US4305396A (en) 1979-04-16 1981-12-15 Vitatron Medical B.V. Rate adaptive pacemaker and method of cardiac pacing
US4880004A (en) 1988-06-07 1989-11-14 Intermedics, Inc. Implantable cardiac stimulator with automatic gain control and bandpass filtering in feedback loop
US5350402A (en) 1993-05-26 1994-09-27 Incontrol, Inc. Atrial defibrillator and method for providing T wave detection and interval timing prior to cardioversion
EP0646390A1 (en) 1993-09-24 1995-04-05 Pacesetter AB Heart stimulator
US5755739A (en) * 1996-12-04 1998-05-26 Medtronic, Inc. Adaptive and morphological system for discriminating P-waves and R-waves inside the human body
EP0917887A1 (en) 1997-11-24 1999-05-26 Pacesetter AB A cardiac event detecting system for a heart stimulator

Cited By (8)

* Cited by examiner, † Cited by third party
Publication number Priority date Publication date Assignee Title
US20050107839A1 (en) * 2003-11-13 2005-05-19 Sanders Richard S. Implantable cardiac monitor upgradeable to pacemaker or cardiac resynchronization device
US7684861B2 (en) * 2003-11-13 2010-03-23 Cardiac Pacemakers, Inc. Implantable cardiac monitor upgradeable to pacemaker or cardiac resynchronization device
US20100145406A1 (en) * 2003-11-13 2010-06-10 Sanders Richard S Implantable cardiac monitor upgradeable to pacemaker or cardiac resynchronization device
US8170667B2 (en) 2003-11-13 2012-05-01 Cardiac Pacemakers, Inc. Implantable cardiac monitor upgradeable to pacemaker or cardiac resynchronization device
US20120203298A1 (en) * 2003-11-13 2012-08-09 Sanders Richard S Implantable cardiac monitor upgradeable to pacemaker or cardiac resynchronization device
US8761878B2 (en) * 2003-11-13 2014-06-24 Cardiac Pacemakers, Inc. Implantable cardiac monitor upgradeable to pacemaker or cardiac resynchronization device
US20050261596A1 (en) * 2004-05-24 2005-11-24 Smith Brian A Passive switched capacitor high-pass filter for implantable cardiac device
US9675270B2 (en) 2015-04-23 2017-06-13 Medtronic, Inc. Method and apparatus for determining a premature ventricular contraction in a medical monitoring device

Also Published As

Publication number Publication date Type
DE60015123T2 (en) 2006-03-09 grant
WO2000072916A1 (en) 2000-12-07 application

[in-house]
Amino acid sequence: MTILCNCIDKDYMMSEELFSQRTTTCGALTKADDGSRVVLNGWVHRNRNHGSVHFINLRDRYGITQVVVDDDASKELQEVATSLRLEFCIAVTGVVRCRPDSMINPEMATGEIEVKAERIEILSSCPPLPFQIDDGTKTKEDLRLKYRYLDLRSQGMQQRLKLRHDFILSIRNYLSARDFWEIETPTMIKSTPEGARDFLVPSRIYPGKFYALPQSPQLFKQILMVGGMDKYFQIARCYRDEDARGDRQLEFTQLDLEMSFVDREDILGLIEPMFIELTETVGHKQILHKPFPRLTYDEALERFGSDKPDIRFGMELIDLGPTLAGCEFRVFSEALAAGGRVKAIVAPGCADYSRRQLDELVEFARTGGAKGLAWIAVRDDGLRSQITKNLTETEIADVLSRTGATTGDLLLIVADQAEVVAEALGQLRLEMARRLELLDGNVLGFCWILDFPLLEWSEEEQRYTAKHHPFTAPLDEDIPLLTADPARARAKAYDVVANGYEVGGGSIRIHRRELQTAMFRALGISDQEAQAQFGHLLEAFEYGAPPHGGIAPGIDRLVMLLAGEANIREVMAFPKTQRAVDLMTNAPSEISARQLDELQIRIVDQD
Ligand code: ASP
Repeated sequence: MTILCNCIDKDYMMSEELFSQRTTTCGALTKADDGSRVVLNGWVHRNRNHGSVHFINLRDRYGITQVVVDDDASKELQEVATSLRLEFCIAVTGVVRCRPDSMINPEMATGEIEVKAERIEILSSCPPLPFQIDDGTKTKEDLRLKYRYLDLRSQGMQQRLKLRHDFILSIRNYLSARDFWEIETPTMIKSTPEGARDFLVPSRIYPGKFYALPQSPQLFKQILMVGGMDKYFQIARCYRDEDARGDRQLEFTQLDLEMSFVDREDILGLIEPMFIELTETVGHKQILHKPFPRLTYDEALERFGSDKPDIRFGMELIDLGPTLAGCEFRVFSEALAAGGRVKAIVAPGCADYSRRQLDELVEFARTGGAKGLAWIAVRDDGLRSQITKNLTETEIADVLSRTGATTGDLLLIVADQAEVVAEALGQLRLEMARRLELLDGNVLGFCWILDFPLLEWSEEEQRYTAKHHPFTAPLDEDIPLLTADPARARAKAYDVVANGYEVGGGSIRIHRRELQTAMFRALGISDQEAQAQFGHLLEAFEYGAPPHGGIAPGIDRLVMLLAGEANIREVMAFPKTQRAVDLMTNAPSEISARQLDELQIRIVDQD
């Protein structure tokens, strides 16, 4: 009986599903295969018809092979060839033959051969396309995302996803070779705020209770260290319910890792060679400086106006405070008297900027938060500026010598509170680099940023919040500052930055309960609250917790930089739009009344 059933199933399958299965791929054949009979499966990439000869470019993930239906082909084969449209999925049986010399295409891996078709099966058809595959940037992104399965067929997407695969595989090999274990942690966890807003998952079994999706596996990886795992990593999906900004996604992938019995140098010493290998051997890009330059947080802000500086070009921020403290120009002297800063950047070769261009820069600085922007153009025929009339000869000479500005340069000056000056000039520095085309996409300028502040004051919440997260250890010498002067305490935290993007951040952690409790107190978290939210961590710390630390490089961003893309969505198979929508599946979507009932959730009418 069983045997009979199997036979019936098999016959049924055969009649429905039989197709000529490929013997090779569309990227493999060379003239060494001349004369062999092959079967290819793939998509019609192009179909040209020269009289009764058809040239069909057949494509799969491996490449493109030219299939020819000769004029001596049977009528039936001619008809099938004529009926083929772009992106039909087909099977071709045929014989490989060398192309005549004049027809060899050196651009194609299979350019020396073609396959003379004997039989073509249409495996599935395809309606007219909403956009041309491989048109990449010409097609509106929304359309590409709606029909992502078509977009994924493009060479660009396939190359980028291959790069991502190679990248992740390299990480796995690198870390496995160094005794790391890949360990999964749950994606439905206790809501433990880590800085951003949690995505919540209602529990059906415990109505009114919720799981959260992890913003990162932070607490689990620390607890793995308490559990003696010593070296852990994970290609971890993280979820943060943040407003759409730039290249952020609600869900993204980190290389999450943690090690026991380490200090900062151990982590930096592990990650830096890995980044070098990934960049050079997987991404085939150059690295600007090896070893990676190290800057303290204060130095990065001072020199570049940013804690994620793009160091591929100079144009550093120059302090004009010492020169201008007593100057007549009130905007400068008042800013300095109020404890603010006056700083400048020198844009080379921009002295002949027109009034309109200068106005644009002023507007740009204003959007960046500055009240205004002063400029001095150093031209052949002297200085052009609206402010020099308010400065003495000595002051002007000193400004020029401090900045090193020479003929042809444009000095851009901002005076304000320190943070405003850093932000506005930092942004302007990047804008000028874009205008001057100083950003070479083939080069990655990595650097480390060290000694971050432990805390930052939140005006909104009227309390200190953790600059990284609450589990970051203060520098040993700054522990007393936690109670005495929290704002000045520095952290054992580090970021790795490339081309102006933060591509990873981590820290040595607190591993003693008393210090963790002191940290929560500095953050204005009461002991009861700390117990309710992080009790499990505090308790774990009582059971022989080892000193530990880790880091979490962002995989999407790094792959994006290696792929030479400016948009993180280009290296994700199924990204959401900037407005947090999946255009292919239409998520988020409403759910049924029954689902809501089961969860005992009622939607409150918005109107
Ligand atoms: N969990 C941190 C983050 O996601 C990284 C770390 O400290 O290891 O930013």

EP1183069B1 (en) 2004-10-20 grant
EP1183069A1 (en) 2002-03-06 application
DE60015123D1 (en) 2004-11-25 grant

Similar Documents

Publication Publication Date Title
US6456881B1 (en) System and method of identifying fusion for dual-chamber automatic capture stimulation device
US6697673B1 (en) Implantable stimulation device and method for detecting capture of a heart chamber using cross-chamber conducted depolarization
US7340303B2 (en) Evoked response sensing for ischemia detection
US5273049A (en) Detection of cardiac arrhythmias using template matching by signature analysis
US7006869B2 (en) Method and device for enhanced capture tracking by discrimination of fusion beats
US5755739A (en) Adaptive and morphological system for discriminating P-waves and R-waves inside the human body
US6249701B1 (en) Implantable device with automatic sensing adjustment
US6292694B1 (en) Implantable medical device having atrial tachyarrhythmia prevention therapy
US5755738A (en) Automatic sensing level adjustment for implantable cardiac rhythm management devices
US5184615A (en) Apparatus and method for detecting abnormal cardiac rhythms using evoked potential measurements in an arrhythmia control system
US6618619B1 (en) Method and apparatus for reducing the effect of evoked responses on polarization measurements in an automatic capture pacing system
US5127401A (en) Method of and apparatus for multi-vector pacing artifact detection
US7328063B2 (en) Method and apparatus for arrhythmia classification using atrial signal mapping
US5325856A (en) Method and apparatus for analyzing cardiac activity for implantable tachycardia detection and treatment
US6112119A (en) Method for automatically adjusting the sensitivity of cardiac sense amplifiers
US5954756A (en) Microprocessor capture detection circuit and method
US5222493A (en) Verification of capture using an indifferent electrode mounted on the pacemaker connector top
US5312445A (en) Implantable cardiac stimulating apparatus and method employing detection of P-waves from signals sensed in the ventricle
US5431693A (en) Method of verifying capture of the heart by a pacemaker
US5871507A (en) Implantable cardiac assist device having differential signal detection between unipolar atrial and ventricular leads using signal morphology analysis
US6885893B1 (en) Implantable stimulation device and method for performing inter-chamber conduction search and conduction time measurement
US7203542B2 (en) Implantable biventricular cardiac stimulator with capture monitoring by IECG analysis
US6556859B1 (en) System and method for classifying sensed atrial events in a cardiac pacing system
US4825870A (en) Pacemaker having crosstalk protection feature
US6961613B2 (en) Implantable bi-ventricular stimulation device and system, and bi-ventricular stimulation and sensing method

Legal Events

Date Code Title Description
AS Assignment

Owner name: ST. JUDE MEDICAL AB, SWEDEN

Free format text: ASSIGNMENT OF ASSIGNORS INTEREST;ASSIGNORS:HOIJER, JOHAN-CARL;OBEL, MARTIN;REEL/FRAME:012818/0746;SIGNING DATES FROM 20020225 TO 20020312

FPAY Fee payment

Year of fee payment: 4

FPAY Fee payment

Year of fee payment: 8

REMI Maintenance fee reminder mailed
LAPS Lapse for failure to pay maintenance fees

Free format text: PATENT EXPIRED FOR FAILURE TO PAY MAINTENANCE FEES (ORIGINAL EVENT CODE: EXP.)

FP Expired due to failure to pay maintenance fee

Effective date: 20171011